Progression may also be achieved by moving from the familiar to the unfamiliar when considering historical artifacts. Appreciate that, although people in the past may have lacked modern technology and resources, they were as creative and inventive as people today. CM4 — Resilience, perseverance. This unit introduces the students to the complementary values of resilience and perseverance. This focus requires students to show qualities of determination and self-evaluation and to be totally honest about the motives which influence their behaviour and decisions.

In this unit students are supported to develop a metalanguage to describe what they are learning and feeling and to evaluate what they have done.

The students are encouraged to identify and discuss what they like doing and what they find difficult. Students are encouraged to take risks within the safe environment of their school, to be prepared to get things wrong and to learn from their mistakes. Discuss what is meant by resilience and perseverance and give examples of individuals and groups of people who have demonstrated these qualities 2.

Identify and talk about their own strengths and use them to overcome difficulties 3. Undertake a challenging project-based activity and pursue it without giving up 4. Take part in giving and receiving constructive feedback with their peers 5.

Recognise the importance of making every effort to achieve the best they can in the activities they undertake both in their school work and daily lives. IC4 — Being healthy and staying well.

The four topics covered in this unit — healthy living, change, feelings and looking after others — are designed to be the foundations of learning that will continue through cycles 2 and 3.

The unit further develops the topic of feelings, introduced in IC1 Me and my family , to consider how change can affect feelings and to look at techniques for managing these feelings. Understand why it is important to be healthy and what they can do to maintain a healthy lifestyle to ensure emotional and physical well-being 2.

Participate enthusiastically in school activities to promote healthy living — including diet, exercise and fitness — showing determination and commitment to achieve their goals 3. Recognise that they, and others, have a range of feelings, both positive and negative, and know how to identify what they and other people are feeling 4. Use an appropriate vocabulary to express how they feel when things change and apply basic coping strategies to deal with change, having confidence to ask for help, as necessary.

CUS4 — What objects and symbols can tell us: similarities and differences. This unit builds on the work done previously by enabling students to consider similarities and differences between objects from different time periods, how and why some historical objects are similar to those of today while others are very different, and what this might tell us about the society which produced them.

Some utensils used for cooking, eating and drinking, for example, have changed little over time, whereas other artefacts — for instance, those we use for lighting our houses or for communicating with each other — would be unrecognisable to people of a previous era. Describe ways in which selected artefacts e. Use some of the vocabulary and concepts that are helpful when considering change over time and when discussing how the heritage might be reflected in the present day e.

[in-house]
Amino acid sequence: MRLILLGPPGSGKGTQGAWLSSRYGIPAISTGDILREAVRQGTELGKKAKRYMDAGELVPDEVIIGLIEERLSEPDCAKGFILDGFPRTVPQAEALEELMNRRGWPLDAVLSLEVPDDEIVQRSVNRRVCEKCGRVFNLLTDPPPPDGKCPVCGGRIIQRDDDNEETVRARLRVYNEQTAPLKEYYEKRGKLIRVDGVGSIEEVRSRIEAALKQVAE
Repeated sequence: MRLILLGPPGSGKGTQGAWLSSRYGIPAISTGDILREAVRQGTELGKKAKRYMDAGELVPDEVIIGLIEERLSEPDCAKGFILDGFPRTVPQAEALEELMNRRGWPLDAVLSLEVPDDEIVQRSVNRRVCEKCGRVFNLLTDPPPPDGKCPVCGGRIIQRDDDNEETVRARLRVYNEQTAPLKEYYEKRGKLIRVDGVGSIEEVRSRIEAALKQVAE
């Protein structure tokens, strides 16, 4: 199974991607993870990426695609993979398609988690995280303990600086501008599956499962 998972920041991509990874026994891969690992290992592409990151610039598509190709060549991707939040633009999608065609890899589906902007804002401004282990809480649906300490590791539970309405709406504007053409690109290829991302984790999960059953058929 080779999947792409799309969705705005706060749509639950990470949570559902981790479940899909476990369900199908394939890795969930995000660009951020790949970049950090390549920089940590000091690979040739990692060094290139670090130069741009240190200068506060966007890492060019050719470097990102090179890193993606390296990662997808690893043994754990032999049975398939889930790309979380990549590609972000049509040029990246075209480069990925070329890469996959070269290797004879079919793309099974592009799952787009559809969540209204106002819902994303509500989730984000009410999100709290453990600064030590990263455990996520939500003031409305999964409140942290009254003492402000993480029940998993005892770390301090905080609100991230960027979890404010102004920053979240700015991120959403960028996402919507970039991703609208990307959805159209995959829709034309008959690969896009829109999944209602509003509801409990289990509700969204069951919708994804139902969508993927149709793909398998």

Identify and explain the meaning of national and other symbols currently found in the UAE and compare them with symbols in the past. CM5 — Equality, appreciation. The first part of the unit builds on the introduction to fairness in CM1 and addresses issues of equality and inequality in interpersonal relationships. From recognising when something is fair or unfair, this unit focuses on enabling students to evaluate situations they face in school or in the wider community and to decide whether or not individuals are being regarded on an equal basis.

The emphasis is on how we all have a responsibility to act when we meet with inequality, even in situations where we are not directly affected. Looking ahead, this links with unit CM11, which considers discrimination in greater depth.

The second part of the unit on appreciation links with CM2 and CM3, which looked at caring and respect. It focuses on showing appreciation for what one receives from other people and not taking them for granted. IC5 — Me and my world. These are designed to be the foundations of learning that will continue through cycles 2 and 3. The topic of community awareness and the ability to make a positive contribution to their community is developed in unit IC8 Helping and making a difference and developed further in cycles 2 and 3.

This unit introduces the topic of how students can look after the environment. This topic is returned to in the first year of cycle 2, when IC9 Taking responsibility for oneself and others looks at responsibility; it is also part of the final unit of the secondary stage, which asks students to reflect on the challenges in the 21st century IC19 — Reflection and transition.

There are opportunities for applied learning, with students undertaking projects to protect their local environment, and also for links to the Grade 3 learning from Cultural studies, in which students consider what is important to them. Demonstrate an awareness of their world and where they fit within it, ranging from their immediate experience of the world through to the wider world at community and country levels, and be curious to find out more about the wider world and the people in it.

Explain which people and things matter to them including traditions, places, heritage, nature, values, etc. Understand why it is important to protect the environment school, community and global , the things that can damage these environments; and know how to minimise or prevent environmental damage. Take action to protect their environment using communication skills to work with others and engage them in this action , use problem-solving skills to overcome challenges and show commitment and persistence to complete the task.